Spark your passion for fashion illustration.
From haute couture to bohemian chic, fashion is its own form of art. Follow this step-by-step guide to craft a stylish illustration that stands out.
An introduction to fashion illustration.
If you have an eye for what’s en vogue and want to sharpen your fashion drawing skills, follow the lead of famous artists like Meagan Morrison, Antonio Lopez and David Downton and learn the art of fashion illustration. Unlike a fashion sketch, fashion illustration is more focused on the figure wearing the clothes and less on a particular clothing item or accessory. “It’s meant to capture the mood and personality of the figure featured,” explains fashion illustrator Bijou Karman.
Fashion illustrations are found in magazines, promotional ads and boutiques as stand-alone pieces of artwork. Alternatively, technical sketches called flats are used by fashion designers to convey the idea of a design to a patternmaker or fabricator. “Technical design sketches in the fashion industry usually stick to strict guidelines, but the beauty of illustration is that fashion artists are free to make figure drawings and digital art that are much more creative,” says Karman. “You can really do anything.”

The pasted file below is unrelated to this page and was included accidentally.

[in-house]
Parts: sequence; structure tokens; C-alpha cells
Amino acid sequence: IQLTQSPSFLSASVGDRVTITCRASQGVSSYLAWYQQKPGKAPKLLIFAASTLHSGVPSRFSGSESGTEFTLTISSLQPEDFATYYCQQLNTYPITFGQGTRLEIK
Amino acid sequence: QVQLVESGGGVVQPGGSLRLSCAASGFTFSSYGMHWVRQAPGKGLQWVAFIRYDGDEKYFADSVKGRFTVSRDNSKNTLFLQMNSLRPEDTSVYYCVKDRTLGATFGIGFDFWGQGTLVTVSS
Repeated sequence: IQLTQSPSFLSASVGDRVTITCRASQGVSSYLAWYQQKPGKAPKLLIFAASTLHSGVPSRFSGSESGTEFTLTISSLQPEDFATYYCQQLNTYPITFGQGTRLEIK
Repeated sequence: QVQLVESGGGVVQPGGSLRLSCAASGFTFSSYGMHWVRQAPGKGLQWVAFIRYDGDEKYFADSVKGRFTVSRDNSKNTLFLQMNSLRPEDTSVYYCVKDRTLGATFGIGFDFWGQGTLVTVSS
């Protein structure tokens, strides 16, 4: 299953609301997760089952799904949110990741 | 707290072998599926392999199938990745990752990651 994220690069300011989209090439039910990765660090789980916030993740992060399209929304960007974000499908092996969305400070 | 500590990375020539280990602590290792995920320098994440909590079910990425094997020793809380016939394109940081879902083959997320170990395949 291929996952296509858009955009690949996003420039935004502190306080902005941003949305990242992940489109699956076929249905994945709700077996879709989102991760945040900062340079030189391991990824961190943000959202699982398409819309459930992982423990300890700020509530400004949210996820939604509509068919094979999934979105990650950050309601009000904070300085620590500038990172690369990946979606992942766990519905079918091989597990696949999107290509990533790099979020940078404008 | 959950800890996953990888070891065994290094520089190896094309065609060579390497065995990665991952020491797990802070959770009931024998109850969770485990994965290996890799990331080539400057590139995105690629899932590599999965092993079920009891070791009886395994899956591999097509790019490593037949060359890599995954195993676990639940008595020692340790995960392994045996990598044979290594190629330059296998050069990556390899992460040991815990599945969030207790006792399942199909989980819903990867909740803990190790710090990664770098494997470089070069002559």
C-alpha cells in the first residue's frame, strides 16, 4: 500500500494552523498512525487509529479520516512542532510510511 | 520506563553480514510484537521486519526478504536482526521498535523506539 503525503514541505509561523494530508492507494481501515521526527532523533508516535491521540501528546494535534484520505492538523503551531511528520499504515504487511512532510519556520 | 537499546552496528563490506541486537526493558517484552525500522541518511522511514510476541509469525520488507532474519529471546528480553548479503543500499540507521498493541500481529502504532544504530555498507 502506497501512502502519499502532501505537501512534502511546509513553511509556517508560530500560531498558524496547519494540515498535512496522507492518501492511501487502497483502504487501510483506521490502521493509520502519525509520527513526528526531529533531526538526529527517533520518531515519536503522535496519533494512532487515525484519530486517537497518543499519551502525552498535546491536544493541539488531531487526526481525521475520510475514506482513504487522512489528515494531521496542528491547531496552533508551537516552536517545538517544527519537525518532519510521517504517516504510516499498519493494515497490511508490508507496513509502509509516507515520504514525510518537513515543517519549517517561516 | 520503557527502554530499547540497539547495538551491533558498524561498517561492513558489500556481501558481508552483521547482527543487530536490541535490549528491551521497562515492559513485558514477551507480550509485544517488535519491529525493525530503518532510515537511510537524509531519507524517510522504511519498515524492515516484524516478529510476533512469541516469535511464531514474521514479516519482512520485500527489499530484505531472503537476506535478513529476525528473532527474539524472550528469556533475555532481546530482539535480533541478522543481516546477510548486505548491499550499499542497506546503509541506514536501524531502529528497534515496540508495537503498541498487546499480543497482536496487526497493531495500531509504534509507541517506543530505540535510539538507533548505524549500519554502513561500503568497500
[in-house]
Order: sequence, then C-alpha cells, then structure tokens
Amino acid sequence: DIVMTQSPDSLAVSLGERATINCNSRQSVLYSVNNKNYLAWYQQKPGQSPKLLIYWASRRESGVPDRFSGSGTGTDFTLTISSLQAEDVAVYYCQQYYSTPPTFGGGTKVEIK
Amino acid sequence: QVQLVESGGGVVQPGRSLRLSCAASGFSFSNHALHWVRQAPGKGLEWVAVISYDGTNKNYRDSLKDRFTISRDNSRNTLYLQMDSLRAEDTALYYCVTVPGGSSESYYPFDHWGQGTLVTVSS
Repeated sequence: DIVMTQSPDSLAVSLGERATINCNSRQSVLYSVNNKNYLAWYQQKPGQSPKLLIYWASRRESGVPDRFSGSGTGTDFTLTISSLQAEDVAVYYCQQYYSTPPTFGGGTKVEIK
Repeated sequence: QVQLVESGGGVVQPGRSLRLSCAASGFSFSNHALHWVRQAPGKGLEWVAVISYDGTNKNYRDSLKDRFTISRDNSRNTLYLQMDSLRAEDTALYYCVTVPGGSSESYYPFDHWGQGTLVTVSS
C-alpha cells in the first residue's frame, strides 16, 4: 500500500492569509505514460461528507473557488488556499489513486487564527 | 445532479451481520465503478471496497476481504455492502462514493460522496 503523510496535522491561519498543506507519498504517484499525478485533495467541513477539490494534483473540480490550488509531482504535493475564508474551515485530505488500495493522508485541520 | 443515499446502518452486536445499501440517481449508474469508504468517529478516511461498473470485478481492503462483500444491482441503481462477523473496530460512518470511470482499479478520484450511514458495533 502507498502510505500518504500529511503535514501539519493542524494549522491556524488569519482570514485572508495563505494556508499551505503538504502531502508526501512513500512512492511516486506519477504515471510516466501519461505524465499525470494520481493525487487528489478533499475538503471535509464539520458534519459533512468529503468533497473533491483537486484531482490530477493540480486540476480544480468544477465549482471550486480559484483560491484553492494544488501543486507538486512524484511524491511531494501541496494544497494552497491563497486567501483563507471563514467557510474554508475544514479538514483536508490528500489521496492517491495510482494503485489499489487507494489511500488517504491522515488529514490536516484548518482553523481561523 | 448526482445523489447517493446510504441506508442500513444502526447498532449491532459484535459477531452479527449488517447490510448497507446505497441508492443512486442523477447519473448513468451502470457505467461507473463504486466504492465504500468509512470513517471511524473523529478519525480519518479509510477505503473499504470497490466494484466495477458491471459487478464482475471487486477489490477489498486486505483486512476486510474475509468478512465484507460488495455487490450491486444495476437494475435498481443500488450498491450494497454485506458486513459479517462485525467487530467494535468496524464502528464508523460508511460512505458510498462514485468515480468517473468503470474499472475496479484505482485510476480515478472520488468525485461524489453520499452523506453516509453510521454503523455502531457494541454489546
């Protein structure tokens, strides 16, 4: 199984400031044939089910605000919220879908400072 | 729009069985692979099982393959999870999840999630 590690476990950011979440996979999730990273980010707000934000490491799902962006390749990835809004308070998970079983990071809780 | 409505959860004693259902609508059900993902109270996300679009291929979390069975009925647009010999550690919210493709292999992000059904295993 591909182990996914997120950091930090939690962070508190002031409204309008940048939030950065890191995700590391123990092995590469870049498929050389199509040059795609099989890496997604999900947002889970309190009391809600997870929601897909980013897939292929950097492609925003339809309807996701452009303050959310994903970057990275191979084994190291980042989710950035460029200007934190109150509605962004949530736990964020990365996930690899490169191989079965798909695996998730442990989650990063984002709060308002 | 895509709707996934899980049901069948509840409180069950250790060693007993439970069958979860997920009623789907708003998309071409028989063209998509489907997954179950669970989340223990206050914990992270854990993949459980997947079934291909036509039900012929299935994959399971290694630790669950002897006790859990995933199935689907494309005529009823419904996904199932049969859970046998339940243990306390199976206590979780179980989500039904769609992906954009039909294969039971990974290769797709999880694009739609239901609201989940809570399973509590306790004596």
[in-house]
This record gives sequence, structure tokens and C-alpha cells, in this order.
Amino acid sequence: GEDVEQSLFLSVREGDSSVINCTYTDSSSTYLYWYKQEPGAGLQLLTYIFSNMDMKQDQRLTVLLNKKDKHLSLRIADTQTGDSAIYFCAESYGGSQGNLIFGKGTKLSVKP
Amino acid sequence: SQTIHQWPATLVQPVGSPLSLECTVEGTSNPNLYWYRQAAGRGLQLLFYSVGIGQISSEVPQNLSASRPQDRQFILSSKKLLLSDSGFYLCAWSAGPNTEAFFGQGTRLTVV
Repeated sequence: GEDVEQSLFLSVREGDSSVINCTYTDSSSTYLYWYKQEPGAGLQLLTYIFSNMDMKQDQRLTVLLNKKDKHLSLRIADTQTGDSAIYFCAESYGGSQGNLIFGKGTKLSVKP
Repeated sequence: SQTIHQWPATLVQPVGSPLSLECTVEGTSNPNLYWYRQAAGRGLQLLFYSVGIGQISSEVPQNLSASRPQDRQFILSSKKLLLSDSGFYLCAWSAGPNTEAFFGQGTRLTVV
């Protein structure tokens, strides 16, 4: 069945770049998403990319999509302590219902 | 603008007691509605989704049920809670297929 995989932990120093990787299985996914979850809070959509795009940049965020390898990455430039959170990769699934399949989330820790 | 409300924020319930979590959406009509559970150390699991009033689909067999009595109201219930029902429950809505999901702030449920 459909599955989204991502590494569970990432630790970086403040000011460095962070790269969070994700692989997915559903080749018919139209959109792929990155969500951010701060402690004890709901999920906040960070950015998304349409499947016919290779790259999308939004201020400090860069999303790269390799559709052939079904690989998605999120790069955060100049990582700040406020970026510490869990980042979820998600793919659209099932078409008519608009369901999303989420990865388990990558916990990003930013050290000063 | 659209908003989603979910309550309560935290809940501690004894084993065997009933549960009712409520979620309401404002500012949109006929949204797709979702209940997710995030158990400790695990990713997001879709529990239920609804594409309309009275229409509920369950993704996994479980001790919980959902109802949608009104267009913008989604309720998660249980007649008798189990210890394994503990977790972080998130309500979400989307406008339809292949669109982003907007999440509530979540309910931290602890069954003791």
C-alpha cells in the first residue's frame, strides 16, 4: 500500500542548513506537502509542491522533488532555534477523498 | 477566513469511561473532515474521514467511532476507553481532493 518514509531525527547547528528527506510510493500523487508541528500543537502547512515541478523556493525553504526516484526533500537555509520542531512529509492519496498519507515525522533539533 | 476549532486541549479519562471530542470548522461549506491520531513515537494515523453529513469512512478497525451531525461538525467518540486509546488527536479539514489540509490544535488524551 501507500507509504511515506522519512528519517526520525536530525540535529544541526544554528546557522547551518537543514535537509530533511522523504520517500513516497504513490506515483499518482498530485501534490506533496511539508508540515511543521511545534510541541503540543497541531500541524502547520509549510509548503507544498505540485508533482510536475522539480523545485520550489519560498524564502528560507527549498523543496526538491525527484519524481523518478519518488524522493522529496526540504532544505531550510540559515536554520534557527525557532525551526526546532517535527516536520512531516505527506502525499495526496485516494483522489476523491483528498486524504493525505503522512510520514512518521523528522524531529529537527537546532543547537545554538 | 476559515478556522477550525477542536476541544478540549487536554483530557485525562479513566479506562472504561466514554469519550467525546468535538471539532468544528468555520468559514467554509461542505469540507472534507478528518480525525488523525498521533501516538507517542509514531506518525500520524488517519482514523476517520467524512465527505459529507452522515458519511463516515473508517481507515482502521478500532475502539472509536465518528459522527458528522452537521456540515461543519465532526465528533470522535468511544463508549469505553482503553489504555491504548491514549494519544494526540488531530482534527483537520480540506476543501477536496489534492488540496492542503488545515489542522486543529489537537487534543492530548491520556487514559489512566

Get started with tips from fashion illustrators.
According to Karman, all it takes to start a work of art is an idea: “Fashion illustration is all about being inspired by something someone else has done and filtering it through your own lens.” Grab your sketchbook and follow this step-by-step guide to make your illustration one of a kind.
When you think of Italian artist Rene Gruau’s distinct painterly style or British designer Hayden Williams’s detailed illustrations of Rihanna, they both have one thing in common: a unique point of view. To find your personal niche, consider the vibe you want to create. “A splashy or more graphic interpretation of your character can help to bring your artistic vision to life,” offers fashion designer and illustrator Zoe Hong.
2. Pick your subject.